Trams and cyclists have struggled to get into the right groove over the past year, with tracks regularly sending riders flying as they try to cross.
But that could all be about to change after transport chiefs announced that bikes will be allowed on trams for the first time.
Some cyclists will find this a very useful way of extending their journeyIan Maxwell
Edinburgh’s trams will become the first in the UK to welcome bicycles on board, during a special month-long trial throughout May.
Passengers will be asked for their feedback on the off-peak experiment, which is being carried out with a view to a permanent arrangement.
The pilot scheme was welcomed by cyclists, with many saying they would regularly use trams.
Ian Maxwell of Spokes, the Lothian cycle campaign, said: “We are really pleased that Edinburgh Trams will try allowing bikes during off-peak periods. We know that tram services in many other European countries allow this as a standard part of their operation.
“Some cyclists will find this a very useful way of extending their journey and we hope that this trial will lead to a permanent arrangement.”
Cyclists have voiced frustration at the restrictions on the year-old system, particularly given that bikes are allowed on to ScotRail train services.
Green councillor Nigel Bagshaw said: “It’s taken a while to get there, but I’m pleased to see bikes on trams finally being trialled in the city.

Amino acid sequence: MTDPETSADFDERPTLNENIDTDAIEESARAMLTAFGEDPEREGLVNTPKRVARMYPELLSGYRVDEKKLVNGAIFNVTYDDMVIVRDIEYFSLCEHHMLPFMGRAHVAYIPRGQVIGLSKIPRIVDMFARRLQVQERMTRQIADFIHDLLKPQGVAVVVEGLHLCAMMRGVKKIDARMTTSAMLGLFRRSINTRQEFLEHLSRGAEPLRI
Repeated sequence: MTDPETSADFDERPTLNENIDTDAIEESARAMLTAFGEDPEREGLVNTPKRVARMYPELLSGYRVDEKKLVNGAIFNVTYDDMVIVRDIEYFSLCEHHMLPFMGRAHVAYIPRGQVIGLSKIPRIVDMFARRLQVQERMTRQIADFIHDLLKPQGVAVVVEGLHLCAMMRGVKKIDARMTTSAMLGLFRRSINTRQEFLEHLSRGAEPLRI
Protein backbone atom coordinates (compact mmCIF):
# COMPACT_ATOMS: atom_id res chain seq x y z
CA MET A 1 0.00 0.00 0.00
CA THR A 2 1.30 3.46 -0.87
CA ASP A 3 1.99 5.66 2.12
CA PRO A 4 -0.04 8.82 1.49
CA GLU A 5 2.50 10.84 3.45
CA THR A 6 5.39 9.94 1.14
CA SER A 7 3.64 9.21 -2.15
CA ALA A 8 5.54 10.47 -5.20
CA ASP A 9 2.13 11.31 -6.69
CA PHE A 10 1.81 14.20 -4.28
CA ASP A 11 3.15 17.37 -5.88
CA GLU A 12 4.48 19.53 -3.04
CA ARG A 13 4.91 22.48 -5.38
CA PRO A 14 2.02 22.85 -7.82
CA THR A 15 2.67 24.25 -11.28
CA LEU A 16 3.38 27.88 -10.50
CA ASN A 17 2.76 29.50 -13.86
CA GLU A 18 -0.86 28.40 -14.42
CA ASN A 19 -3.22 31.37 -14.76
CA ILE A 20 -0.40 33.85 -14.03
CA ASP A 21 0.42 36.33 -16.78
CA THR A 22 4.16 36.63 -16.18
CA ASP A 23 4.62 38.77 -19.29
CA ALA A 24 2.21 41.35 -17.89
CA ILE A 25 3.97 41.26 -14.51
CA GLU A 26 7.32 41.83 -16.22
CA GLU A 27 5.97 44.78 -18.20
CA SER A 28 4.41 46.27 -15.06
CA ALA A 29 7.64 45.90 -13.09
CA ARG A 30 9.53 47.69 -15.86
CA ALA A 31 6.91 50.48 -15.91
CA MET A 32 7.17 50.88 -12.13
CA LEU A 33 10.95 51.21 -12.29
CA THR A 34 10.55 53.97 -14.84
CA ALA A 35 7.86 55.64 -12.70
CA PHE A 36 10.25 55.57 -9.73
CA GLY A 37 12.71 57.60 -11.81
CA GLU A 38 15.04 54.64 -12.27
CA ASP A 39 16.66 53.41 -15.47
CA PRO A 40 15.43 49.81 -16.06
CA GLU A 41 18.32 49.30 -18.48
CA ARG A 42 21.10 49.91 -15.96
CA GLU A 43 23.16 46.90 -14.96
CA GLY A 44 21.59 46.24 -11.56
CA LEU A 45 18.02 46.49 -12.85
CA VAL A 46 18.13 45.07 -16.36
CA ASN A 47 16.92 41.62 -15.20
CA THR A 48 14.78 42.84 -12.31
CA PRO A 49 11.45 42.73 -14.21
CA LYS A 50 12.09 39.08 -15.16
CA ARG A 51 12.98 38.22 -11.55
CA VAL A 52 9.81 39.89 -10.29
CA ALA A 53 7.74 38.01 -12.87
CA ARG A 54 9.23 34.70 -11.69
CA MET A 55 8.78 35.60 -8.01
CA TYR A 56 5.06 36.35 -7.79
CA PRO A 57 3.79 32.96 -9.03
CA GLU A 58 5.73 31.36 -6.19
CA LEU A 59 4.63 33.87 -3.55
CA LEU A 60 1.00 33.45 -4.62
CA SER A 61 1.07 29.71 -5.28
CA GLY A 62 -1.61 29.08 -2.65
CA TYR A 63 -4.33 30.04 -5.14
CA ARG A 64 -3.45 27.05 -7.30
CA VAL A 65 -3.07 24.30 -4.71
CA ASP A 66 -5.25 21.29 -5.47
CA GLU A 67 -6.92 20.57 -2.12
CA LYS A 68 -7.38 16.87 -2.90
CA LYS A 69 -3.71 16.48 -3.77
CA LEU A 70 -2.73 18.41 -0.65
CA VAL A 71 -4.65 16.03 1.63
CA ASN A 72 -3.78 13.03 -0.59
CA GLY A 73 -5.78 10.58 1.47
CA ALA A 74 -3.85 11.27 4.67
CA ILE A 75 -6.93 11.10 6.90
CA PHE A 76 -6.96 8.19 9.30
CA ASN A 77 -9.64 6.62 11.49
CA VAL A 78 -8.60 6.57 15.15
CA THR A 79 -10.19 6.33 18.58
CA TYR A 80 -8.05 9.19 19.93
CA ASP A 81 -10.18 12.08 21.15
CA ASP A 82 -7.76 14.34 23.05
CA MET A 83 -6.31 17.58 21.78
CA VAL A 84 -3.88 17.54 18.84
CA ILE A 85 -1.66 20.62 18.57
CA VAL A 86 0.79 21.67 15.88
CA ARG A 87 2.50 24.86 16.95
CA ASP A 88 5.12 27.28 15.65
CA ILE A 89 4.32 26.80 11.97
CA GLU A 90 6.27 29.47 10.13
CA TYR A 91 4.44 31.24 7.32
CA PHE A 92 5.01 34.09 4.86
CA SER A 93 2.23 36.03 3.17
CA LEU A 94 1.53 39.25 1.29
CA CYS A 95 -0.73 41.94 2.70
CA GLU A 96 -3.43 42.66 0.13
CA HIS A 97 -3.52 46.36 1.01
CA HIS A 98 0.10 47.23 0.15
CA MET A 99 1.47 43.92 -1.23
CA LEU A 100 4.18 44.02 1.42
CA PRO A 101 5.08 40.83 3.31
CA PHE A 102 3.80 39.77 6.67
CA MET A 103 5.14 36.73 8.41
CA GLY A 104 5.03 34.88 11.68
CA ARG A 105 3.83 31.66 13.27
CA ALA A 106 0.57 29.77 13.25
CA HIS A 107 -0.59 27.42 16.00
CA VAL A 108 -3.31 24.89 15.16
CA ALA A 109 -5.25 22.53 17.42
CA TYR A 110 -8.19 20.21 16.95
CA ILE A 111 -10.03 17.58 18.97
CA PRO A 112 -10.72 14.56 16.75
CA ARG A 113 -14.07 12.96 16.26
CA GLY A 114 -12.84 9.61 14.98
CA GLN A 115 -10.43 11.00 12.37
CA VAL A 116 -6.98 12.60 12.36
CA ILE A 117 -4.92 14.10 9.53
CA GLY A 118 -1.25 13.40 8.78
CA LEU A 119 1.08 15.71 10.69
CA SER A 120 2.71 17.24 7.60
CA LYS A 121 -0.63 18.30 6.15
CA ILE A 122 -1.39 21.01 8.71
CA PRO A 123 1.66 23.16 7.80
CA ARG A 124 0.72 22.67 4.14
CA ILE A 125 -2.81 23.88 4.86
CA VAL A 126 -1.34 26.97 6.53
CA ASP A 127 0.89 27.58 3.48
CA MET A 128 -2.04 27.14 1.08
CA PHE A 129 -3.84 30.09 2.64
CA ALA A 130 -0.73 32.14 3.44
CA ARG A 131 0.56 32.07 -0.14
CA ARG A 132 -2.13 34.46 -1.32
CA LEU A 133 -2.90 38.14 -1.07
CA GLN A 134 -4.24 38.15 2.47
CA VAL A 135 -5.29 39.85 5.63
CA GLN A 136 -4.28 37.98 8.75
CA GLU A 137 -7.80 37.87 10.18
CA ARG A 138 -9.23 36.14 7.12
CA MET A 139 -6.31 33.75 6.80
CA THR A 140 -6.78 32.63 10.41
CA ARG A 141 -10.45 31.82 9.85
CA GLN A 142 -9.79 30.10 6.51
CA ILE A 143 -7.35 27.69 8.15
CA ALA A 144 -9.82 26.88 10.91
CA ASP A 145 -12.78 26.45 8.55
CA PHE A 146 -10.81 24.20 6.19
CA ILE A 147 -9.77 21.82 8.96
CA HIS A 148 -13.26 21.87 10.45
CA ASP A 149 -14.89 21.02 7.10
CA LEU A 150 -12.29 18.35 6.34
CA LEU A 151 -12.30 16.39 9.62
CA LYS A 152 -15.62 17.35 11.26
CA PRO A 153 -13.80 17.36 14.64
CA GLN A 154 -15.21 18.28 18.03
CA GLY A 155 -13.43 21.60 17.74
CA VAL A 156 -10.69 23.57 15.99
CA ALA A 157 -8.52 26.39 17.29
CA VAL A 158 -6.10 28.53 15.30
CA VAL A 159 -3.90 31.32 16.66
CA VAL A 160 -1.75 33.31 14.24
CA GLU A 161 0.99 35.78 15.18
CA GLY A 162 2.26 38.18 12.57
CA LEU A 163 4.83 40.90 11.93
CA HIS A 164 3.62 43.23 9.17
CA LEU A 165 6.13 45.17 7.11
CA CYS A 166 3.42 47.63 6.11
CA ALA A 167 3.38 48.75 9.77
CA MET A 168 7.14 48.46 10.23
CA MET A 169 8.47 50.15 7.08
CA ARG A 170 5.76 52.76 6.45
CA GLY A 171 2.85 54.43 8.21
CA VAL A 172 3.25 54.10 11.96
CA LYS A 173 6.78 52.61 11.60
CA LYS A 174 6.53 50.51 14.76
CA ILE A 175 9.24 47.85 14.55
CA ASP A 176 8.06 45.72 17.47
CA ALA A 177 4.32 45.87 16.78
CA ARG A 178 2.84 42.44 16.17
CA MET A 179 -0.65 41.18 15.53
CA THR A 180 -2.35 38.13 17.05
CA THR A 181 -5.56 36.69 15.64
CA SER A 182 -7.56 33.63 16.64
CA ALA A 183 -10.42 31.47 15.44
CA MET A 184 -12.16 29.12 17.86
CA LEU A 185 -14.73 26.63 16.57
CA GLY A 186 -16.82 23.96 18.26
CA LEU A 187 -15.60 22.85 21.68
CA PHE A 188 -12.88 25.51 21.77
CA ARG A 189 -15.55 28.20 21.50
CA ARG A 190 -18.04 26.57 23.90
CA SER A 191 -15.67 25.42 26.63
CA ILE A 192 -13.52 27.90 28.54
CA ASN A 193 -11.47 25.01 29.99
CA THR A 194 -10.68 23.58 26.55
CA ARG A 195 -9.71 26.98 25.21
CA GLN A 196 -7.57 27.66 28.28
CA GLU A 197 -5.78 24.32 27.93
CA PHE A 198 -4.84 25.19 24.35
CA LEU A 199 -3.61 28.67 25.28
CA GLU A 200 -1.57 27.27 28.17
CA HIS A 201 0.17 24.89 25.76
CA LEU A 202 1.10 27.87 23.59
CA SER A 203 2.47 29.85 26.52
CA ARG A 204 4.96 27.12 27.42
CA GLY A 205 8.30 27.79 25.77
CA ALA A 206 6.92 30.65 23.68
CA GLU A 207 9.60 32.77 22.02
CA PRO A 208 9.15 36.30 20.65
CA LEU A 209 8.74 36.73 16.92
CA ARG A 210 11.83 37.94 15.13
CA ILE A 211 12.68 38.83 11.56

“Our trams are unfortunately not designed specifically to accommodate bicycles so we have to deal with the space we have.
“I can understand if there are concerns about the impact on disabled passengers and reducing capacity for other passengers, but experience from elsewhere in Europe shows that bikes can be carried on trams without problems if priority is given to disabled users and access is restricted to off-peak periods when the trams have adequate space.”
Cyclists will be able to board on weekdays until 7.30am, between 9.30am and 4pm, and from 11pm. Bikes will be permitted all day on weekends.
Only two bikes will be allowed on board at any one time, with cyclists directed to use the central part of the tram only.
Wheelchair users and passengers with prams will have precedence on crowded services, and tram conductors will retain the right to ask cyclists to disembark if the tram is too busy.
City transport leader Lesley Hinds said: “The trial will allow us to gauge cyclists’ requirements, so I would encourage passengers to let us know what they think to help us to decide on a long-term approach to bikes on trams.”
Edinburgh Trams general manager Tom Norris said: “We’re confident that the trial, and the resulting feedback, will allow us to understand the impact that permitting bikes on our trams has on our passengers.”